The nine-CD collection will be released Aug. 20 as part of the Smithsonian African American Legacy Series. The project, which took seven years to produce, is a collaboration between Smithsonian Folkways Recordings and the National Museum of African American History and Culture.
Among the nine CDs are 129 tracks that represent the evolution of hip-hop from its late-‘70s origins in the Bronx, New York (Run-DMC, Grandmaster Flash), to the West Coast proliferation in the mid-‘90s (Dr. Dre, Tupac Shakur) to the late-‘90s and early-‘00s migration to the South (OutKast, Ludacris).
Grandmaster Flash at the Chrysler Building in New York on Aug. 27, 1991.COLLECTION OF THE SMITHSONIAN NATIONAL MUSEUM OF AFRICAN AMERICAN HISTORY AND CULTURE, PHOTO BY AL PEREIRA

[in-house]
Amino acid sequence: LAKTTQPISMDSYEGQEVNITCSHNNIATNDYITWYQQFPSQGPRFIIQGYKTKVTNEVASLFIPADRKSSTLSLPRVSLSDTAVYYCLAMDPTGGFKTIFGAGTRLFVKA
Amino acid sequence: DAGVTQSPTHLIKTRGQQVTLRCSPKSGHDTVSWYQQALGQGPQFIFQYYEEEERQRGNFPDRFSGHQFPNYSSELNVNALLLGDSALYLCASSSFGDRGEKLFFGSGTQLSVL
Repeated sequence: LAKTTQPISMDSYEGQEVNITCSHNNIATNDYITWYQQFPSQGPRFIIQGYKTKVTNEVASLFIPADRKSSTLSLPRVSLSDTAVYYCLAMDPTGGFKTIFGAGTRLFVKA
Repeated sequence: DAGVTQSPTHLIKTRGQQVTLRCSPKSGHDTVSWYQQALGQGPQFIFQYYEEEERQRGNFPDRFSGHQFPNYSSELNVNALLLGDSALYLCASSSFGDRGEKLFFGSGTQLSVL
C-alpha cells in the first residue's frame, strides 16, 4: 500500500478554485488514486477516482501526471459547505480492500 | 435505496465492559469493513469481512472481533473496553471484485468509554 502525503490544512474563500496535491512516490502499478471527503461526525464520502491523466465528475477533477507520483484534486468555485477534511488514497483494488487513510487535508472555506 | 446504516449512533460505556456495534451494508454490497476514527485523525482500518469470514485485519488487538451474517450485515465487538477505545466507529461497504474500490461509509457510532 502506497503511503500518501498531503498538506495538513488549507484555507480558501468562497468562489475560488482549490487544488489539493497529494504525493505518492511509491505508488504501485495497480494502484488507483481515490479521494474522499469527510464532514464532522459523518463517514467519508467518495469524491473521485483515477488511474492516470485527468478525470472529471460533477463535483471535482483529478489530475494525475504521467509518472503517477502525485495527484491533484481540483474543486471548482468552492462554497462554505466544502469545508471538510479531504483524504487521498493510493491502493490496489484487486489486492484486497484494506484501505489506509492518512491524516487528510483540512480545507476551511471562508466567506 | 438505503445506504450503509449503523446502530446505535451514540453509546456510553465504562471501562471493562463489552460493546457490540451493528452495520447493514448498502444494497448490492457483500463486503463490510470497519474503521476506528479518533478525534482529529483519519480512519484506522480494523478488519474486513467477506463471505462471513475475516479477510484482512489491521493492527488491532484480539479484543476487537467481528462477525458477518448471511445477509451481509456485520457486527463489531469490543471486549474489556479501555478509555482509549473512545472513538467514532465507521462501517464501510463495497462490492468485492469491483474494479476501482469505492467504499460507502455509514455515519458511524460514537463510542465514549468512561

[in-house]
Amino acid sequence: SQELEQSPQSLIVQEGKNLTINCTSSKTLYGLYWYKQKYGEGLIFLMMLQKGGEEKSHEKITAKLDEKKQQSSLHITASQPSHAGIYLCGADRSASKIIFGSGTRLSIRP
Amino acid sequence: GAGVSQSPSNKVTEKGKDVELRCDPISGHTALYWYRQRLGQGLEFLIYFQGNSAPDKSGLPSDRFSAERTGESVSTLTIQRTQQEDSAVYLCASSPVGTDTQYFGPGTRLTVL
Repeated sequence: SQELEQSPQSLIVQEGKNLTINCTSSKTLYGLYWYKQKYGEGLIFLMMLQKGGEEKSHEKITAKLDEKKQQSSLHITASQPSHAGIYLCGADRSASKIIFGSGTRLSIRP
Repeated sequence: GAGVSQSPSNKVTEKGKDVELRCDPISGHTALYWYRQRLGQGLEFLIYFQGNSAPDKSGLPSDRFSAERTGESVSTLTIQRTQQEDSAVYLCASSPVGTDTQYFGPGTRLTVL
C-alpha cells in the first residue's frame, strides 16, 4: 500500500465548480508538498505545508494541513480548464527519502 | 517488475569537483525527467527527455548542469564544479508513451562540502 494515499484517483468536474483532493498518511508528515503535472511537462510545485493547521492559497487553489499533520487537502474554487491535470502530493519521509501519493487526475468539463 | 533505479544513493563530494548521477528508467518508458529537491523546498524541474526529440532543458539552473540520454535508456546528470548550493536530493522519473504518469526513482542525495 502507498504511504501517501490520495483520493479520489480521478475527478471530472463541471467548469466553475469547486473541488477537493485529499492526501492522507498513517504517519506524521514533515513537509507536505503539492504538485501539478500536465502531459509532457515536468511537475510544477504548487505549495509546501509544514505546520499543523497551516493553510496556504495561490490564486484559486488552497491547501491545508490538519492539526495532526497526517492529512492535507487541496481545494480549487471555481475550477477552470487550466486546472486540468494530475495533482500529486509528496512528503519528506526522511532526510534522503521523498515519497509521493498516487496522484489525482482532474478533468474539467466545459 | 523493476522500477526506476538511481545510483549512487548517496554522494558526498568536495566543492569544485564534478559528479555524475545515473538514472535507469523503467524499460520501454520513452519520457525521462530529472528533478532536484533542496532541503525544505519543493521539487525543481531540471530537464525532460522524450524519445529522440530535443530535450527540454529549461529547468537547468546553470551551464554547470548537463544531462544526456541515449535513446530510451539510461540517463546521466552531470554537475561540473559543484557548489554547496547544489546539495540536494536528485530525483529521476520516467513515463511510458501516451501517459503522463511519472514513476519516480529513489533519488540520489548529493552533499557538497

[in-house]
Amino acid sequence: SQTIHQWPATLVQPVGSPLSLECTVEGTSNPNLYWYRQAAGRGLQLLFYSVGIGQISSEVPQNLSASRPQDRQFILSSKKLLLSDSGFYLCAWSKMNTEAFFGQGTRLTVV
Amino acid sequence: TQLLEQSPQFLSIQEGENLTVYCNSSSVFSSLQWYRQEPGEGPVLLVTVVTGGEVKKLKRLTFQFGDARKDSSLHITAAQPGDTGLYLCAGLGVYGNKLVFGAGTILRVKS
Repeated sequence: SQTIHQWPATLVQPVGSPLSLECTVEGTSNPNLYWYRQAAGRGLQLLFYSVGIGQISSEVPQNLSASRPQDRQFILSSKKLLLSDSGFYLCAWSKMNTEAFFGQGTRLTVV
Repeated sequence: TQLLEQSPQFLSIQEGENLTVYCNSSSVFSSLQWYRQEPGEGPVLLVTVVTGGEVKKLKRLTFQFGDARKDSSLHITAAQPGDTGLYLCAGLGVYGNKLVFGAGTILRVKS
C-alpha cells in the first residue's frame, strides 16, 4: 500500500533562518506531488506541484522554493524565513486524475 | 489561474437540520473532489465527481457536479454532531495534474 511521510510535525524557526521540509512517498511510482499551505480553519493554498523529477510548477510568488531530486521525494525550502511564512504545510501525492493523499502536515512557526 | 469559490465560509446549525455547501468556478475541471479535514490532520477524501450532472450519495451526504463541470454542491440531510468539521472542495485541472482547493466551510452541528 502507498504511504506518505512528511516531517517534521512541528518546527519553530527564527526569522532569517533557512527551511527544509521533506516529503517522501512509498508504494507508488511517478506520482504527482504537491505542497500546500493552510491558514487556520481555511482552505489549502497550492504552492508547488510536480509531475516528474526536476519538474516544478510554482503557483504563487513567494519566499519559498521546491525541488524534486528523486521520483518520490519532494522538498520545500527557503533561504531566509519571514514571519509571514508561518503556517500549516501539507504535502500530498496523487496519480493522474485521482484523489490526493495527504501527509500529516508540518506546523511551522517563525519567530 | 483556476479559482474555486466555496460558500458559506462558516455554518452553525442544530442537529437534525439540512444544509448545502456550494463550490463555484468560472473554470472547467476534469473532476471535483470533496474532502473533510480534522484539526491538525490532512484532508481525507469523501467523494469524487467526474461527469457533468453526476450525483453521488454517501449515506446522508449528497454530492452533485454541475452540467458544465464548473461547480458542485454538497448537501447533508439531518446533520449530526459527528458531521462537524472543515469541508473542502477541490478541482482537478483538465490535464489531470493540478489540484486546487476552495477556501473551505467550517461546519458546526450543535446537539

“We wanted the ‘Smithsonian Anthology of Hip-Hop and Rap’ to be reflective of the culture, of the music, of the people, of everything that is part of hip-hop,” Dwandalyn R. Reece, NMAAHC’s associate director for curatorial affairs, curator of music and performing arts and producer of the anthology, said in a statement.
Familiar music names including Chuck D, MC Lyte and Questlove were among the executive committee that assembled the anthology, as well as former Def Jam Recordings executives, music educators and writers.
Public Enemy in 1988. From left: S1W, Professor Griff, Terminator X, and Chuck D.COLLECTION OF THE SMITHSONIAN NATIONAL MUSEUM OF AFRICAN AMERICAN HISTORY AND CULTURE, GIFT OF THE JACK MITCHELL ARCHIVES, © JACK MITCHELL, ALL RIGHTS RESERVED
Along with the music, the package includes a 300-page coffee table book that features 11 essays from music scholars, authors and journalists.
The release of the anthology comes a month before the fifth anniversary of the National Museum of African American History and Culture in Washington, D.C.